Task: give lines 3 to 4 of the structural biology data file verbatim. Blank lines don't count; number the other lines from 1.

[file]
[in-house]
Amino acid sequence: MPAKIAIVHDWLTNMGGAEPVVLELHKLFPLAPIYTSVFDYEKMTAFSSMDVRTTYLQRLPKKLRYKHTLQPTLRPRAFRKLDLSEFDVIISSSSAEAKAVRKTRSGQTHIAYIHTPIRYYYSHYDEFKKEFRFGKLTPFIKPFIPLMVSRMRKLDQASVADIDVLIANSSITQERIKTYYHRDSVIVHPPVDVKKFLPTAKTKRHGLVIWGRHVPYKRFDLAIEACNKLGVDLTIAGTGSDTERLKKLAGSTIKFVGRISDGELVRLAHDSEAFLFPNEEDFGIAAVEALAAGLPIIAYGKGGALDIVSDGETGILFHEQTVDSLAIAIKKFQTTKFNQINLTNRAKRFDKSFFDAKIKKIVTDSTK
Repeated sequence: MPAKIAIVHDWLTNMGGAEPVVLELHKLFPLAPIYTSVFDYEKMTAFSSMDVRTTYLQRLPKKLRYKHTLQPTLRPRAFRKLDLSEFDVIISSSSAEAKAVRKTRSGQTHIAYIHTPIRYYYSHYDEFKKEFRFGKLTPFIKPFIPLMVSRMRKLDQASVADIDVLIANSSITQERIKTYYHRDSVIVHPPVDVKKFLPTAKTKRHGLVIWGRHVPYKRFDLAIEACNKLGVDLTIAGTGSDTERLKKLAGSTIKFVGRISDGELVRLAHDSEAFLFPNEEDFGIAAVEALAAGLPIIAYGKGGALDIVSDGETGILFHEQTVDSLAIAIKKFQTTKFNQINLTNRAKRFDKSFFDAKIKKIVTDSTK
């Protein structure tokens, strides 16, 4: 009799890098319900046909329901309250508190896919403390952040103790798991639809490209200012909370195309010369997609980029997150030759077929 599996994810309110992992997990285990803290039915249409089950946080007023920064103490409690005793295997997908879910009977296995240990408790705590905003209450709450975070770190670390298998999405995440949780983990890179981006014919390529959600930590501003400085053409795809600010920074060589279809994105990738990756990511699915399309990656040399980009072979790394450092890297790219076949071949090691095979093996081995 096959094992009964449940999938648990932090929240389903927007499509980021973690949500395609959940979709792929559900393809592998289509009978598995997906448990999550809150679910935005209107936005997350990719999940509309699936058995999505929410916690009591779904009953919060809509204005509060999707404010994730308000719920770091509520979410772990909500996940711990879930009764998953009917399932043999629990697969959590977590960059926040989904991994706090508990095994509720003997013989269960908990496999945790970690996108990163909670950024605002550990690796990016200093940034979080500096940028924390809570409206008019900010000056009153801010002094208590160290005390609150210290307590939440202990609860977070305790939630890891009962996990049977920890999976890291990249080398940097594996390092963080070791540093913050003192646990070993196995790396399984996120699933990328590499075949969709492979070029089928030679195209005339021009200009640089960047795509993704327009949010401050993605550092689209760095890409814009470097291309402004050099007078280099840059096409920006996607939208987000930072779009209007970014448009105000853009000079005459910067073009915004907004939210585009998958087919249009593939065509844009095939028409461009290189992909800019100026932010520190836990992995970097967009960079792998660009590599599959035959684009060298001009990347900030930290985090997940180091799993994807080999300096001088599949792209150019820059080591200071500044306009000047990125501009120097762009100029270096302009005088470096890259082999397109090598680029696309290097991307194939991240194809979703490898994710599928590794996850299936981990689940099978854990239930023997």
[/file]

Repeated sequence: MPAKIAIVHDWLTNMGGAEPVVLELHKLFPLAPIYTSVFDYEKMTAFSSMDVRTTYLQRLPKKLRYKHTLQPTLRPRAFRKLDLSEFDVIISSSSAEAKAVRKTRSGQTHIAYIHTPIRYYYSHYDEFKKEFRFGKLTPFIKPFIPLMVSRMRKLDQASVADIDVLIANSSITQERIKTYYHRDSVIVHPPVDVKKFLPTAKTKRHGLVIWGRHVPYKRFDLAIEACNKLGVDLTIAGTGSDTERLKKLAGSTIKFVGRISDGELVRLAHDSEAFLFPNEEDFGIAAVEALAAGLPIIAYGKGGALDIVSDGETGILFHEQTVDSLAIAIKKFQTTKFNQINLTNRAKRFDKSFFDAKIKKIVTDSTK
């Protein structure tokens, strides 16, 4: 009799890098319900046909329901309250508190896919403390952040103790798991639809490209200012909370195309010369997609980029997150030759077929 599996994810309110992992997990285990803290039915249409089950946080007023920064103490409690005793295997997908879910009977296995240990408790705590905003209450709450975070770190670390298998999405995440949780983990890179981006014919390529959600930590501003400085053409795809600010920074060589279809994105990738990756990511699915399309990656040399980009072979790394450092890297790219076949071949090691095979093996081995 096959094992009964449940999938648990932090929240389903927007499509980021973690949500395609959940979709792929559900393809592998289509009978598995997906448990999550809150679910935005209107936005997350990719999940509309699936058995999505929410916690009591779904009953919060809509204005509060999707404010994730308000719920770091509520979410772990909500996940711990879930009764998953009917399932043999629990697969959590977590960059926040989904991994706090508990095994509720003997013989269960908990496999945790970690996108990163909670950024605002550990690796990016200093940034979080500096940028924390809570409206008019900010000056009153801010002094208590160290005390609150210290307590939440202990609860977070305790939630890891009962996990049977920890999976890291990249080398940097594996390092963080070791540093913050003192646990070993196995790396399984996120699933990328590499075949969709492979070029089928030679195209005339021009200009640089960047795509993704327009949010401050993605550092689209760095890409814009470097291309402004050099007078280099840059096409920006996607939208987000930072779009209007970014448009105000853009000079005459910067073009915004907004939210585009998958087919249009593939065509844009095939028409461009290189992909800019100026932010520190836990992995970097967009960079792998660009590599599959035959684009060298001009990347900030930290985090997940180091799993994807080999300096001088599949792209150019820059080591200071500044306009000047990125501009120097762009100029270096302009005088470096890259082999397109090598680029696309290097991307194939991240194809979703490898994710599928590794996850299936981990689940099978854990239930023997």